- VSAN relies on VM Storage Policies for policy based management. There is a default policy under the hood, but you cannot see this within the UI. As such it is a recommended practice to create a new standard policy for your environment after VSAN has been configured. It is recommended to start with all settings set to default except for “Number of failures to tolerate” which should be configured to 1. This will ensure that when a single host fails virtual machines can be restarted and recovered from this failure with minimal impact on the environment. Attach this policy to your virtual machines when migrating them to VSAN or during virtual machine provisioning.
- Configure vSphere HA isolation response to “power-off” to ensure that virtual machines which reside on an isolated host can be safely restarted.
- Ensure vSphere HA admission control policy (“host failures to tolerate” or the “percentage based) aligns with your VSAN availability strategy. In other words, ensure that both compute and storage are configured using the same “N+x” availability approach.
- When defining your VM Storage Policy avoid unnecessary usage of “flash read cache reservation”. VSAN has internal read cache optimization algorithms, trust it like you trust the “host scheduler” or DRS!
- VSAN does not support virtual machine disks greater than 2TB, VMs which require larger VMDKs are not suitable candidates at this point in time for VSAN.
- VSAN does not support FT, DPM, Storage DRS or Storage I/O Control. It should be noted though that VSAN internally takes care of scheduling and balancing when required. Storage DRS and SIOC are designed for SAN/NAS environments.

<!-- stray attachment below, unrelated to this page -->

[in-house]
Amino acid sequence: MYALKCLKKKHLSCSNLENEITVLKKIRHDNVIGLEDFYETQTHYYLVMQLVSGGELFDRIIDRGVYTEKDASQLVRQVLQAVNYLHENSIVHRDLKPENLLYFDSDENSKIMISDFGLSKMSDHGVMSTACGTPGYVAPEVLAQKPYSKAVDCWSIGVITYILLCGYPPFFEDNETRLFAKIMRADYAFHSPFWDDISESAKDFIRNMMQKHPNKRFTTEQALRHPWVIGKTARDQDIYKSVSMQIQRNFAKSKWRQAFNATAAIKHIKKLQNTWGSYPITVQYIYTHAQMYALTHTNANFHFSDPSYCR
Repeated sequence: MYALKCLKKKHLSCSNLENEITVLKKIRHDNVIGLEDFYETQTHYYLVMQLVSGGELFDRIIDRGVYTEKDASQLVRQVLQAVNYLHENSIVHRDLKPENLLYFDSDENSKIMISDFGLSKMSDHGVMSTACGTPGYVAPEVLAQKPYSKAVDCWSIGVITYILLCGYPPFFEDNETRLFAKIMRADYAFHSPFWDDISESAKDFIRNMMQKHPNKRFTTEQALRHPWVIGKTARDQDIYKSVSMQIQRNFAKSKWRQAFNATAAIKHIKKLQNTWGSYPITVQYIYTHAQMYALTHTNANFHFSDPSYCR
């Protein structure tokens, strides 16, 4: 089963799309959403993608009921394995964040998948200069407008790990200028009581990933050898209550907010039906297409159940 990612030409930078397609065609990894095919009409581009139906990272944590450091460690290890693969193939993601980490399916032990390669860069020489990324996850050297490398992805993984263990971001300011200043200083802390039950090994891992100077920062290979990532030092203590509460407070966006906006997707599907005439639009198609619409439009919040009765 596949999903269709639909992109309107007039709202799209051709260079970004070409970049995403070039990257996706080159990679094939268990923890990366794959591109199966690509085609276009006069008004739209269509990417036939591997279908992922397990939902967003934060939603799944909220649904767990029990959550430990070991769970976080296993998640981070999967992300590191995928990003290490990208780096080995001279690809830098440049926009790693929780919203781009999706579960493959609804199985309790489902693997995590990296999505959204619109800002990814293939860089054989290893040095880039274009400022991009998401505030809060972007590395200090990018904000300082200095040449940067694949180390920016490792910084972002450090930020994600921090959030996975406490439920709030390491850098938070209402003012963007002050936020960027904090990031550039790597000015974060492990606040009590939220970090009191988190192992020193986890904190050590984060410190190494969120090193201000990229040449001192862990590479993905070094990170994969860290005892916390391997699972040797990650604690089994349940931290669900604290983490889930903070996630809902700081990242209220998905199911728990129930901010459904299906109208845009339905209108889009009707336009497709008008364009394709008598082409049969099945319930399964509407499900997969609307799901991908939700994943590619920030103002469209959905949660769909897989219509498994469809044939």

- Although supported by VSAN, it is recommended practice to keep the hosts/disk configuration for a VSAN cluster similar. Non-uniform cluster configuration could lead to variations in performance and could make it more complex to stay compliant to defined policies after a failure.
- When adding new SSDs or HDDs ensure these are not pre-formatted. Note that when VSAN is configured to “automatic mode” disks are added to existing disk groups or new disk groups are created automatically.
- Note that vSphere HA behaves slightly different in a VSAN enabled cluster, here are some of the changes / caveats
- Be aware that when HA is turned on in the cluster, FDM agent (HA) traffic goes over the VSAN network and not the Management Network. However, when an potential isolation is detected HA will ping the default gateway (or specified isolation address) using the Management Network.
- When enabling VSAN ensure vSphere HA is disabled. You cannot enable VSAN when HA is already configured. Either configure VSAN during the creation of the cluster or disable vSphere HA temporarily when configuring VSAN.
- When there are only VSAN datastores available within a cluster then Datastore Heartbeating is disabled. HA will never use a VSAN datastore for heartbeating.
- When changes are made to the VSAN network it is required to re-configure vSphere HA.
- VSAN requires a RAID Controller / HBA which supports passthrough mode or pseudo passthrough mode. Validate with your server vendor if the included disk controller has support for passthrough. An example of a passthrough mode controller which sells separately is the LSI SAS 9211-8i.
- Ensure log files are stored externally to your ESXi hosts and VSAN by leveraging vSphere’s syslog capabilities. (added 23/09/2013)
- In the beta release, always ensure to have “number of failures to tolerate” defined in your VM Storage Policy, when not defined the value will default to “0″ leading to no resiliency. (added 23/09/2013)
That is it for now. When more comes to mind I will add it to the list!
initial post: 9th of September
Update 1: 10th of September
Update 2: 11th of September
Update 3: 23rd of September